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CPU Benchmark Relevancy

Hi everyone,

 

I've been doing overclocking tests here and there in the past year or so (i7 8700k). I'm a photographer, I use my computer to game but mostly for work. I overclocked my processor to 4.8ghz, and ran it like that for about 6 months(good temps, Windows never crashed). Obviously, at 4.8, it's faster and snappier than the stock configuration. While gaming, everything is fine, no complaints. Most of the time when I'm working (Photoshop, multitasking between different softwares) everything is good, but when ''I'm on a roll'' and working fast for a certain amount of time, weird things happens, like weird software behaviors or Photoshop crashing for example. My reflex was to leave it at 4.8ghz because of the ''snapiness'' of the system, and the fact that my cpu benchmark results are higher (Geekbench, Cinebench), higher than stock settings for example. Higher results, seems to mean better. Lately I've dropped from 4.8ghz to 4.7ghz. My benchmark results are lower, of course, but the flow of the system in real life, is smoother and faster, even if the clock speed is lower. A few weeks has passed, and so far so good.

 

Long premise I know, but from your opinion, how high would you value a cpu benchmark score? From my perspective, it seems that benchmark scores may overshadow real life performance. In the sense that we value the performance of a system based on a benchmark score, rather than the system performing in more complex situations.  

 

Anyone have an opinion or knowledge to bring to the table?

 

Thanks!

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Benchmark scores are for the luls and seeing what you CAN get out of your cpu in an ideal scenario. I could techincally get 4.5 or 4.6 out of my 3800x if i pump enough voltage, but im happy with 4.4 at 1.375. Stable in everything i do and havent had a single issue.

 

You just want whats Stable and works best for you.

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CPUs are good at many different things, but some CPUs are better at some things than other things (and vice versa), and there's no such thing as a "catch all" benchmark that encompasses that. Sure, if one CPU scores higher than another in Cinebench or Geekbench, it's probably going to be faster in many other things, but it isn't necessarily going to be faster in all tasks. After all, these are "synthetic" benchmarks. They don't often test the CPU in specific areas that might matter, thus some people may find OCs to seemingly be stable in these but the OCs fail in action.

 

I think the best benchmark for someone wanting to a CPU is testing a workload you actually intend to use the CPU for. If it doesn't score as well in Cinebench but it's great at your intended use cases, then does it really matter? Probably not.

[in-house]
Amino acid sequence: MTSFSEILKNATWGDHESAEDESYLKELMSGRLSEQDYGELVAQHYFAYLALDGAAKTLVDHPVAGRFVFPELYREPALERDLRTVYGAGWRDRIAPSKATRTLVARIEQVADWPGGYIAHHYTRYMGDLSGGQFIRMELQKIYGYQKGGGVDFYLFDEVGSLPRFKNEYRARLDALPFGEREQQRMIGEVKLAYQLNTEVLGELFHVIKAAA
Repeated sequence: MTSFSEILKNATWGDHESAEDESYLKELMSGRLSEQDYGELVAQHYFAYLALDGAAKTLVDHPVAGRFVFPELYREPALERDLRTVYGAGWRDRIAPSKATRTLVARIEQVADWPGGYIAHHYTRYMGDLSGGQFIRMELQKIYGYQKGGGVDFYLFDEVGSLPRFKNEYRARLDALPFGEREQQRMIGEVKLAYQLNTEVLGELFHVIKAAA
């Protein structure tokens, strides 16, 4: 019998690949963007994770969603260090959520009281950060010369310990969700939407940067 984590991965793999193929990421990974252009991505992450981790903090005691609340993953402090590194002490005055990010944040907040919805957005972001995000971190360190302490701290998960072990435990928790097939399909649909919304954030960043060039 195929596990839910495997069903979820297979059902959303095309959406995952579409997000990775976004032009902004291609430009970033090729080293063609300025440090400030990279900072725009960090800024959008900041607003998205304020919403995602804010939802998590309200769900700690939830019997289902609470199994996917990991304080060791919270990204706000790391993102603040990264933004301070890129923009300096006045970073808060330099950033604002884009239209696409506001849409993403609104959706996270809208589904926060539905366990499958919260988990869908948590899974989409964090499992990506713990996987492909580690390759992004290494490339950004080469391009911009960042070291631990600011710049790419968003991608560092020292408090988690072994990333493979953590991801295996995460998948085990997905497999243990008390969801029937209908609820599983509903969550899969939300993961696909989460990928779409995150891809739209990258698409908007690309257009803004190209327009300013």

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I use my 8700K stricktly for F@H and Benchmarking. When it's not benching, it's folding.

 

So to me, benchmark scores mean a lot. Because I'm doing it competitively and submitting scores along the way.

 

For every day people using it for a daily working rig, stability should always be first concern. Especially if you don't have additional hardware to do testing with in case you blow up a ram stick or something........

 

Arbitrary number chasing is all benchmarking really is. And it can be addictive.

 

8700K example number chasing......

3DMark03 HD 6950

This is 9th place out of 150 submissions.

 

2259604.png

- If it ain't broken, don't fix it! - - Your post codes and beep codes in the drop down below -

Competitive Benching Team - Warp9-Systems 

Save the old OC forums just by reading old school tec

https://forums.extremeoverclocking.com/index.php

They have the best F@H stats too. 

Spoiler

 

 

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4.8 to 4.7 is only around a 2% decrease. I don't think you or anyone else for that matter would be able to perceive a difference in a blind test. I wouldn't worry about it much.

MacBook Pro 16 i9-9980HK - Radeon Pro 5500m 8GB - 32GB DDR4 - 2TB NVME

iPhone 12 Mini / Sony WH-1000XM4 / AirPods Pro

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I would say benchmark results are mostly important before you buy. They can give you a rough idea of how well a CPU is going to perform in the tasks you're going to use it for. Of course this means primarily looking at benchmarks that actually reflect that. E.g. gaming benchmarks if you're a gamer and Cinebench if you happen to use Cinema 4D.

 

Running a few benchmarks after you assemble your own computer can tell you if everything performs as it should and/or if your overclock is stable. Other than that, it's mostly just numbers and bragging rights.

Remember to quote or @mention others, so they are notified of your reply

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